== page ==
The stirling engine is reversible in a common meaning of the word, that means - apply temperature difference, get torque; apply torque, get temperature difference. Of course it won't be fully reversible in thermodynamic sense, due to its own lossy character of operation (like loose displacer that allows heat transfer from hot to cold regenerator without producing usable work.)
Stirling engine and stirling cryocooler are essentially the same device, they work on exactly the same principle - take unpowered stirling engine (with no heat/cold sources) and start rotating the axis and you will cause the two plates to obtain temperature difference.
Of course in practical uses there are serious technological differences that may make the operation impossible, but the principles are the same.
The four phases of stirling engine in "cryocooler" mode?
- Compress the air on the "hot" side by artificially pushing the work piston, providing external work. Compression heats the air. Hot air passes heat to the regenerator, losing some temperature.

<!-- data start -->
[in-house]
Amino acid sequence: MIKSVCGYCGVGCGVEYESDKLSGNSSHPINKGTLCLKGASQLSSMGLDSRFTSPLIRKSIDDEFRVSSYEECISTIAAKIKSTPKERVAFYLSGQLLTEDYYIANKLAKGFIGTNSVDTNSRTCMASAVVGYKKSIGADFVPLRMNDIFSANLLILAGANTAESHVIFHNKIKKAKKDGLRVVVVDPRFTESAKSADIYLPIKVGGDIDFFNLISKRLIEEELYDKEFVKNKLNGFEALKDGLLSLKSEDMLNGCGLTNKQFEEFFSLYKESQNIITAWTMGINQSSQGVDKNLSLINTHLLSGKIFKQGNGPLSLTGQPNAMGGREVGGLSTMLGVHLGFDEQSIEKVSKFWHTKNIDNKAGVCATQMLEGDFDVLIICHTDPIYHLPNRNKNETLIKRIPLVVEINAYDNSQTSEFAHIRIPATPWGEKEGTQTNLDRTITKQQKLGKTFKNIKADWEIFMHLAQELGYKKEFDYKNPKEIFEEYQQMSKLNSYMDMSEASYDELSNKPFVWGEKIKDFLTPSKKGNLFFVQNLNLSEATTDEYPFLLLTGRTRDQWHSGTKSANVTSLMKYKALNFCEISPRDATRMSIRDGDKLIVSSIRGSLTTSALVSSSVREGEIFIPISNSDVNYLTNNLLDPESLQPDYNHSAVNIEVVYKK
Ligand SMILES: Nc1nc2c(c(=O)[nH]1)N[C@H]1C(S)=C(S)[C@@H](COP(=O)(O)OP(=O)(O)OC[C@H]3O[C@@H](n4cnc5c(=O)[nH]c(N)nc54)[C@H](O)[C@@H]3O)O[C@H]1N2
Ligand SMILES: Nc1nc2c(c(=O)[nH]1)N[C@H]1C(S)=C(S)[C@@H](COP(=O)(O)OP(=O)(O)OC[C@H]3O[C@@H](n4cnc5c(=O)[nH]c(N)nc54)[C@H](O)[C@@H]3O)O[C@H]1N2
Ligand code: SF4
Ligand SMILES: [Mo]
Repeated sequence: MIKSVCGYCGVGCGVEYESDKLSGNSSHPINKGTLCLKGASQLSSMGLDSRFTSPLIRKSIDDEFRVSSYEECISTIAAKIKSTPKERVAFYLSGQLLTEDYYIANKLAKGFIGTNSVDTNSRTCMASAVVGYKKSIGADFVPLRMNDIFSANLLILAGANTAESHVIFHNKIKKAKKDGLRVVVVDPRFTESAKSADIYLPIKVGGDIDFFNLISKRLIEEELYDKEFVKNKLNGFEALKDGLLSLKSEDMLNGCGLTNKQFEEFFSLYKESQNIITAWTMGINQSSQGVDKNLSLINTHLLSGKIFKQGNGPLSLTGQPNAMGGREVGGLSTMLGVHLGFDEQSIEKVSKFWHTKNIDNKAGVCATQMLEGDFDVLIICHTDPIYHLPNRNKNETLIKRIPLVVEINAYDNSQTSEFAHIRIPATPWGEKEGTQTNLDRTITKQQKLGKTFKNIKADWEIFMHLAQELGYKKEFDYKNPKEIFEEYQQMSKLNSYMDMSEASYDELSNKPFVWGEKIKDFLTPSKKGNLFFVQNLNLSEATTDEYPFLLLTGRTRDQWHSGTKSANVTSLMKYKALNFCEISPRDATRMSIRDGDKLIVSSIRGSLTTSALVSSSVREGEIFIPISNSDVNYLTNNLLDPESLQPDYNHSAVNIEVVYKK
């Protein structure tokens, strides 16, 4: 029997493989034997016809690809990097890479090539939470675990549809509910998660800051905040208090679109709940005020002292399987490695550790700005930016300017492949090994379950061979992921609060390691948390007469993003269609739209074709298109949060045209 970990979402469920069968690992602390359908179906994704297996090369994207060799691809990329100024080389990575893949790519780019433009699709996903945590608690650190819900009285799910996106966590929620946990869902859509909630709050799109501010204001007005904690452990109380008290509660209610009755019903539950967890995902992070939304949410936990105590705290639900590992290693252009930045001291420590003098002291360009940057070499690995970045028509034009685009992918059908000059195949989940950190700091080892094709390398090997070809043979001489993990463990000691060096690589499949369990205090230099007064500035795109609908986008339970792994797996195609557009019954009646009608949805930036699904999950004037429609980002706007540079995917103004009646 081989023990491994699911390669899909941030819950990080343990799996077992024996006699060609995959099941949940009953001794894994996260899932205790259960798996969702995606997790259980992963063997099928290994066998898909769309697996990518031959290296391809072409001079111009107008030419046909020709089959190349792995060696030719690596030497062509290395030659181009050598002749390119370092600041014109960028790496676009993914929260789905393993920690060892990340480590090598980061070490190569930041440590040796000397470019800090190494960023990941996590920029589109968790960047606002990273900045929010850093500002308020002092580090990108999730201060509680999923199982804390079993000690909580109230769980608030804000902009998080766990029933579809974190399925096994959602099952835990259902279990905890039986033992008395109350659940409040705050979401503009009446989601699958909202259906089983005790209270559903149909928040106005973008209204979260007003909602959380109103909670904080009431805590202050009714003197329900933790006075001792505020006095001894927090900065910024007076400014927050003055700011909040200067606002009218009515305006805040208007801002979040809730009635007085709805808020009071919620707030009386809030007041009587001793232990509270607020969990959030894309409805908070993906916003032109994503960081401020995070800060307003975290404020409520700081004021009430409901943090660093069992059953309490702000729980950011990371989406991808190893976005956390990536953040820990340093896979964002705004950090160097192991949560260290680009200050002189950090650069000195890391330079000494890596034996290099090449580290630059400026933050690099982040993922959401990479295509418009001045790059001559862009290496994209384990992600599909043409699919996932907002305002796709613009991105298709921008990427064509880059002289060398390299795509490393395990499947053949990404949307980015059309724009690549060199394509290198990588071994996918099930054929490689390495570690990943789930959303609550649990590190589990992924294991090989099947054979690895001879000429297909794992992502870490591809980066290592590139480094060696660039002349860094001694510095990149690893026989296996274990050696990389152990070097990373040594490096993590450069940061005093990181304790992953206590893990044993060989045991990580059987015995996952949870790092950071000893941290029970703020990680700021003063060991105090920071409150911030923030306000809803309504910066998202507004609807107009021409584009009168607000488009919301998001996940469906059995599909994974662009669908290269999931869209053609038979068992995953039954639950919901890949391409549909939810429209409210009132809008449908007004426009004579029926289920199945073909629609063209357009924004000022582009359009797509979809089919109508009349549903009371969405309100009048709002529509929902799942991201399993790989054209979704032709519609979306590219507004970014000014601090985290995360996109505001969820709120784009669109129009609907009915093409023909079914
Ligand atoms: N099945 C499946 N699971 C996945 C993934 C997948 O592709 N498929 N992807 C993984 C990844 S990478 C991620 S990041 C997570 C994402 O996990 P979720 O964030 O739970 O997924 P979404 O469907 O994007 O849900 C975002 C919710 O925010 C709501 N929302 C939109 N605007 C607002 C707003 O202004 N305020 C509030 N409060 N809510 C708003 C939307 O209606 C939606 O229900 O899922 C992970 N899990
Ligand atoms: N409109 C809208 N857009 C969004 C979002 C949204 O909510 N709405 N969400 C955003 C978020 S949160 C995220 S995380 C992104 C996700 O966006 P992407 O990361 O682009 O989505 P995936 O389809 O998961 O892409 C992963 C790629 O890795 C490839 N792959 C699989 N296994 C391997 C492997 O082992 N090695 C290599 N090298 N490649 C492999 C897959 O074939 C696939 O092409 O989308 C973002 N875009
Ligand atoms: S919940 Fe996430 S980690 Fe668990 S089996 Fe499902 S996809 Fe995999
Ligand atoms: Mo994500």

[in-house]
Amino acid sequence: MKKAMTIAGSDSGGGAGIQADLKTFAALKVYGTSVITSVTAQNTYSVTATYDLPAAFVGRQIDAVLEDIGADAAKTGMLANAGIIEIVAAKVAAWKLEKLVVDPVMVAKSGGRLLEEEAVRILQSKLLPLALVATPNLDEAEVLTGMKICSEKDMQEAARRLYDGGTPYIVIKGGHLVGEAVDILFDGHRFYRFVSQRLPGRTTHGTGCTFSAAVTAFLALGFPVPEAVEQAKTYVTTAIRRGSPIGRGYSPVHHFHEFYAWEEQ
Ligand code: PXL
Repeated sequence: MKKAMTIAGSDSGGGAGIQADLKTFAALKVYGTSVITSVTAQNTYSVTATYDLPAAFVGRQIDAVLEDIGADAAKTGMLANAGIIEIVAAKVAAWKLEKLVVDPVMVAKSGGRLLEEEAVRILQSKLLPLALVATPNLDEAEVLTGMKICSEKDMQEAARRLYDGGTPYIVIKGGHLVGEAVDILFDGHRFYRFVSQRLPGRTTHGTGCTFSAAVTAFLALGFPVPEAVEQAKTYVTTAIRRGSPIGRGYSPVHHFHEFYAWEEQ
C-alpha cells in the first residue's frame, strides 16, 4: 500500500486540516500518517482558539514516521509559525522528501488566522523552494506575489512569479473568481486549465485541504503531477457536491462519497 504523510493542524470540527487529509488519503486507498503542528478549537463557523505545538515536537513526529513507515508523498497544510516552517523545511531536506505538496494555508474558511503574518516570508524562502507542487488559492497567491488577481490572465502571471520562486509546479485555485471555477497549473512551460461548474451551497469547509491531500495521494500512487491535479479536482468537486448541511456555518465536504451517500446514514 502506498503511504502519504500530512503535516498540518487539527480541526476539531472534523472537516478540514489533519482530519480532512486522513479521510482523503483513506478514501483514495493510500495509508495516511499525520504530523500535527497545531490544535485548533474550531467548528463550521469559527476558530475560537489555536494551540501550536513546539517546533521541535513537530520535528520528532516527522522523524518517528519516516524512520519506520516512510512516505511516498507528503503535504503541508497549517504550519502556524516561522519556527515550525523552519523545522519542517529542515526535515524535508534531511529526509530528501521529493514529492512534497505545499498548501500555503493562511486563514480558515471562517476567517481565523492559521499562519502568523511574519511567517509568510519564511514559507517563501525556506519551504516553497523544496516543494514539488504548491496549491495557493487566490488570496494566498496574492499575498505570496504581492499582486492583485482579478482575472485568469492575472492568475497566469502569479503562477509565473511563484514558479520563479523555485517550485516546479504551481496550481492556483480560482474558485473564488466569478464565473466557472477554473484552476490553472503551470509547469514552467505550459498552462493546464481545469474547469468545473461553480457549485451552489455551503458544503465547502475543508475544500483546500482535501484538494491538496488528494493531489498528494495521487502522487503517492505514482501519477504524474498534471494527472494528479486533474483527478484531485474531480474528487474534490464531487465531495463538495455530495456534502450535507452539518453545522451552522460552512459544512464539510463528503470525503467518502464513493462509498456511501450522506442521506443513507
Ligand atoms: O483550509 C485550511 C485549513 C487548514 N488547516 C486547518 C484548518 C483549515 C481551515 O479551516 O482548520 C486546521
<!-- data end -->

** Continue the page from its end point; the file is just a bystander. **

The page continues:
- Displace the air towards the cold side, using the displacer.
- Decompress the air by pulling the work piston. Some work is provided by air pressure, more, external work is provided. Air is cooled and extracts the temperature from the regenerator, making it cooler.
- Displace decompressed air back to the hot side using the displacer.
- hot side regenerator transfer heat into gas. Gas heats, expands, pressure rises, this pushes work piston providing work, reducing pressure.
- gas is displaced to cold side regenerator.
- gas transfers heat into the cold side regenerator. As its temperature drops, pressure and volume drops, pulling the work piston in.
- Displacer moves cooled gas back to the hot side.